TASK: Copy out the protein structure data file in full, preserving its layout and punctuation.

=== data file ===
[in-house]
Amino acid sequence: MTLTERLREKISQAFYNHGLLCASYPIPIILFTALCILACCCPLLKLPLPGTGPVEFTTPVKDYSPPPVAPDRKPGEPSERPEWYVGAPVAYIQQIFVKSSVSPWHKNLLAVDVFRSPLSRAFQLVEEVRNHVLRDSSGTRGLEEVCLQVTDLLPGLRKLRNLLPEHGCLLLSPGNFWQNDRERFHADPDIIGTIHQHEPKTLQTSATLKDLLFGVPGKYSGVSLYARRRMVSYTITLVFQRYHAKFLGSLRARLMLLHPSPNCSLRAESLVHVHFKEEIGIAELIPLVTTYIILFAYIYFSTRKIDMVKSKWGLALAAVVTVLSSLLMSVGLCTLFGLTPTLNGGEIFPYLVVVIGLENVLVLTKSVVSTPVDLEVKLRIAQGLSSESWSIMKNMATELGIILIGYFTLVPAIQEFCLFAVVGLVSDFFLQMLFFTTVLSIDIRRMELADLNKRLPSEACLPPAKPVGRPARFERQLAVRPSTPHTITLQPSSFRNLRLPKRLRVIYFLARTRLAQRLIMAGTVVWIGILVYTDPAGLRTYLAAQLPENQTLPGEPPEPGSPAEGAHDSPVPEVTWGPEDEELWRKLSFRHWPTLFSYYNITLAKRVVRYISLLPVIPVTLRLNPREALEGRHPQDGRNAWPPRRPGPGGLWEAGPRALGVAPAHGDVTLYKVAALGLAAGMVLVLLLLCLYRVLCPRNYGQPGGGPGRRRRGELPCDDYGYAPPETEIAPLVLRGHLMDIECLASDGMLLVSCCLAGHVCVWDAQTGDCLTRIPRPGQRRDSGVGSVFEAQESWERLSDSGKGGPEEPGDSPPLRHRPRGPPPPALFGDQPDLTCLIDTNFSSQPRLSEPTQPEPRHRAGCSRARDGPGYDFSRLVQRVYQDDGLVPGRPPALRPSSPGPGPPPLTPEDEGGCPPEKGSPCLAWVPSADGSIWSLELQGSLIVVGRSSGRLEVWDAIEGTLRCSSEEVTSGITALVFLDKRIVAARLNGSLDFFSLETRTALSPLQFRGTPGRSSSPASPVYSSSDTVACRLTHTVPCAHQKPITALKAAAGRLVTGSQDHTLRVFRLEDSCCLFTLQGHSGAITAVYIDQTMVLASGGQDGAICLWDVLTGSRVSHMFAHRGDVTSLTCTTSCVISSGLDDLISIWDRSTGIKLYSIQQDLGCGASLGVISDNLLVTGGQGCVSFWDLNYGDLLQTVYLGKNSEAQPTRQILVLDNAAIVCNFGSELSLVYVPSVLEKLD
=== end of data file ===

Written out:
[in-house]
Amino acid sequence: MTLTERLREKISQAFYNHGLLCASYPIPIILFTALCILACCCPLLKLPLPGTGPVEFTTPVKDYSPPPVAPDRKPGEPSERPEWYVGAPVAYIQQIFVKSSVSPWHKNLLAVDVFRSPLSRAFQLVEEVRNHVLRDSSGTRGLEEVCLQVTDLLPGLRKLRNLLPEHGCLLLSPGNFWQNDRERFHADPDIIGTIHQHEPKTLQTSATLKDLLFGVPGKYSGVSLYARRRMVSYTITLVFQRYHAKFLGSLRARLMLLHPSPNCSLRAESLVHVHFKEEIGIAELIPLVTTYIILFAYIYFSTRKIDMVKSKWGLALAAVVTVLSSLLMSVGLCTLFGLTPTLNGGEIFPYLVVVIGLENVLVLTKSVVSTPVDLEVKLRIAQGLSSESWSIMKNMATELGIILIGYFTLVPAIQEFCLFAVVGLVSDFFLQMLFFTTVLSIDIRRMELADLNKRLPSEACLPPAKPVGRPARFERQLAVRPSTPHTITLQPSSFRNLRLPKRLRVIYFLARTRLAQRLIMAGTVVWIGILVYTDPAGLRTYLAAQLPENQTLPGEPPEPGSPAEGAHDSPVPEVTWGPEDEELWRKLSFRHWPTLFSYYNITLAKRVVRYISLLPVIPVTLRLNPREALEGRHPQDGRNAWPPRRPGPGGLWEAGPRALGVAPAHGDVTLYKVAALGLAAGMVLVLLLLCLYRVLCPRNYGQPGGGPGRRRRGELPCDDYGYAPPETEIAPLVLRGHLMDIECLASDGMLLVSCCLAGHVCVWDAQTGDCLTRIPRPGQRRDSGVGSVFEAQESWERLSDSGKGGPEEPGDSPPLRHRPRGPPPPALFGDQPDLTCLIDTNFSSQPRLSEPTQPEPRHRAGCSRARDGPGYDFSRLVQRVYQDDGLVPGRPPALRPSSPGPGPPPLTPEDEGGCPPEKGSPCLAWVPSADGSIWSLELQGSLIVVGRSSGRLEVWDAIEGTLRCSSEEVTSGITALVFLDKRIVAARLNGSLDFFSLETRTALSPLQFRGTPGRSSSPASPVYSSSDTVACRLTHTVPCAHQKPITALKAAAGRLVTGSQDHTLRVFRLEDSCCLFTLQGHSGAITAVYIDQTMVLASGGQDGAICLWDVLTGSRVSHMFAHRGDVTSLTCTTSCVISSGLDDLISIWDRSTGIKLYSIQQDLGCGASLGVISDNLLVTGGQGCVSFWDLNYGDLLQTVYLGKNSEAQPTRQILVLDNAAIVCNFGSELSLVYVPSVLEKLD